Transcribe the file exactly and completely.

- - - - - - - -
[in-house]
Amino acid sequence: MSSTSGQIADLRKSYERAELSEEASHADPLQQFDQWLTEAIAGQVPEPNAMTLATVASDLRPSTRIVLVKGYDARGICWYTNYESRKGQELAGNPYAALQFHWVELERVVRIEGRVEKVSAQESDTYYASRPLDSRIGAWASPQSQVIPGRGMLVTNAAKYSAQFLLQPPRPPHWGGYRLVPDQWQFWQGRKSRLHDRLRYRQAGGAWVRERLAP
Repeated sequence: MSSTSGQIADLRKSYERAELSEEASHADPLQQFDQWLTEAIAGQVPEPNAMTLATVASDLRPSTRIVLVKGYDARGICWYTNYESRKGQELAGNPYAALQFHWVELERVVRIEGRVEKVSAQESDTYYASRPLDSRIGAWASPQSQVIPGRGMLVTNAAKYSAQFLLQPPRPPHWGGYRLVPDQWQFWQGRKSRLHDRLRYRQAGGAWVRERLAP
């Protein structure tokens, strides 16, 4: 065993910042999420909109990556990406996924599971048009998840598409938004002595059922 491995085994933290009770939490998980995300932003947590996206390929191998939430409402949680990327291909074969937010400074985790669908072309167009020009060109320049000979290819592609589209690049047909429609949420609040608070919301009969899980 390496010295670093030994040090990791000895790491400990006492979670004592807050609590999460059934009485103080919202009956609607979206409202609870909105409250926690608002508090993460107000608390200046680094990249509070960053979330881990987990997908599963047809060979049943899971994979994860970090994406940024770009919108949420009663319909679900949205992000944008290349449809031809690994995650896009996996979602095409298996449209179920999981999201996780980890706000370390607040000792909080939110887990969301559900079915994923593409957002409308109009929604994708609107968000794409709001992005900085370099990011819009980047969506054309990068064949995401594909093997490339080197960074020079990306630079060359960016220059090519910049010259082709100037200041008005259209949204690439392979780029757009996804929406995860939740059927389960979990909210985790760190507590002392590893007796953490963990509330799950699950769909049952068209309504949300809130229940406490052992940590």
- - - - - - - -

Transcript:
[in-house]
Amino acid sequence: MSSTSGQIADLRKSYERAELSEEASHADPLQQFDQWLTEAIAGQVPEPNAMTLATVASDLRPSTRIVLVKGYDARGICWYTNYESRKGQELAGNPYAALQFHWVELERVVRIEGRVEKVSAQESDTYYASRPLDSRIGAWASPQSQVIPGRGMLVTNAAKYSAQFLLQPPRPPHWGGYRLVPDQWQFWQGRKSRLHDRLRYRQAGGAWVRERLAP
Repeated sequence: MSSTSGQIADLRKSYERAELSEEASHADPLQQFDQWLTEAIAGQVPEPNAMTLATVASDLRPSTRIVLVKGYDARGICWYTNYESRKGQELAGNPYAALQFHWVELERVVRIEGRVEKVSAQESDTYYASRPLDSRIGAWASPQSQVIPGRGMLVTNAAKYSAQFLLQPPRPPHWGGYRLVPDQWQFWQGRKSRLHDRLRYRQAGGAWVRERLAP
């Protein structure tokens, strides 16, 4: 065993910042999420909109990556990406996924599971048009998840598409938004002595059922 491995085994933290009770939490998980995300932003947590996206390929191998939430409402949680990327291909074969937010400074985790669908072309167009020009060109320049000979290819592609589209690049047909429609949420609040608070919301009969899980 390496010295670093030994040090990791000895790491400990006492979670004592807050609590999460059934009485103080919202009956609607979206409202609870909105409250926690608002508090993460107000608390200046680094990249509070960053979330881990987990997908599963047809060979049943899971994979994860970090994406940024770009919108949420009663319909679900949205992000944008290349449809031809690994995650896009996996979602095409298996449209179920999981999201996780980890706000370390607040000792909080939110887990969301559900079915994923593409957002409308109009929604994708609107968000794409709001992005900085370099990011819009980047969506054309990068064949995401594909093997490339080197960074020079990306630079060359960016220059090519910049010259082709100037200041008005259209949204690439392979780029757009996804929406995860939740059927389960979990909210985790760190507590002392590893007796953490963990509330799950699950769909049952068209309504949300809130229940406490052992940590």